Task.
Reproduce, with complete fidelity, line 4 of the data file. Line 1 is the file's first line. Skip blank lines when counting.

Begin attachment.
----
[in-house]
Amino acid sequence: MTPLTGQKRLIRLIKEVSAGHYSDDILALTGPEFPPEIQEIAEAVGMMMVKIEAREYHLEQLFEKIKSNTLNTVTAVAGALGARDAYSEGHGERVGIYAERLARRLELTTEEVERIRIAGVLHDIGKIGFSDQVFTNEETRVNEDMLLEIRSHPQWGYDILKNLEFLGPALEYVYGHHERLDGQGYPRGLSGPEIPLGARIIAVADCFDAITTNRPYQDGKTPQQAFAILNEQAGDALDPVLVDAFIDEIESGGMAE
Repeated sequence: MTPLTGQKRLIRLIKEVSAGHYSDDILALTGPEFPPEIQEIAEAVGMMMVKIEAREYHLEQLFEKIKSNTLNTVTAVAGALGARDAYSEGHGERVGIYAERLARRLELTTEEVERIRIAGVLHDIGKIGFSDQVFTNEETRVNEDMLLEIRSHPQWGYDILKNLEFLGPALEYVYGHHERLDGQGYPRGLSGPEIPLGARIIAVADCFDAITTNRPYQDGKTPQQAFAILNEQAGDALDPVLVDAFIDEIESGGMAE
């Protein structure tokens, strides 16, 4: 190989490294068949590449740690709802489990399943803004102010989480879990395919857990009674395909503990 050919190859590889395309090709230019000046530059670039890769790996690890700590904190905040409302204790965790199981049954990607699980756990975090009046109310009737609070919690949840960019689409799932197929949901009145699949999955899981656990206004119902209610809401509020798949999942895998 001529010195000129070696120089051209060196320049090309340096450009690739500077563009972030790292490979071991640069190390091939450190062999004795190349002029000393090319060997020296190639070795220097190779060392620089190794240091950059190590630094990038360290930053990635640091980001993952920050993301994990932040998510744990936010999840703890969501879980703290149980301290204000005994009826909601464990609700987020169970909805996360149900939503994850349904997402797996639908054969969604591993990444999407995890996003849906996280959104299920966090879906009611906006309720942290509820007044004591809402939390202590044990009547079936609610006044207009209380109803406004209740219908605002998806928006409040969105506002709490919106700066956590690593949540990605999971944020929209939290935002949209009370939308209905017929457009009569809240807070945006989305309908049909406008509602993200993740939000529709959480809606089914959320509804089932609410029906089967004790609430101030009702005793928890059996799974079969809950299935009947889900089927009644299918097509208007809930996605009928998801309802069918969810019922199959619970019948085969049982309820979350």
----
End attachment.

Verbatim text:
């Protein structure tokens, strides 16, 4: 190989490294068949590449740690709802489990399943803004102010989480879990395919857990009674395909503990 050919190859590889395309090709230019000046530059670039890769790996690890700590904190905040409302204790965790199981049954990607699980756990975090009046109310009737609070919690949840960019689409799932197929949901009145699949999955899981656990206004119902209610809401509020798949999942895998 001529010195000129070696120089051209060196320049090309340096450009690739500077563009972030790292490979071991640069190390091939450190062999004795190349002029000393090319060997020296190639070795220097190779060392620089190794240091950059190590630094990038360290930053990635640091980001993952920050993301994990932040998510744990936010999840703890969501879980703290149980301290204000005994009826909601464990609700987020169970909805996360149900939503994850349904997402797996639908054969969604591993990444999407995890996003849906996280959104299920966090879906009611906006309720942290509820007044004591809402939390202590044990009547079936609610006044207009209380109803406004209740219908605002998806928006409040969105506002709490919106700066956590690593949540990605999971944020929209939290935002949209009370939308209905017929457009009569809240807070945006989305309908049909406008509602993200993740939000529709959480809606089914959320509804089932609410029906089967004790609430101030009702005793928890059996799974079969809950299935009947889900089927009644299918097509208007809930996605009928998801309802069918969810019922199959619970019948085969049982309820979350």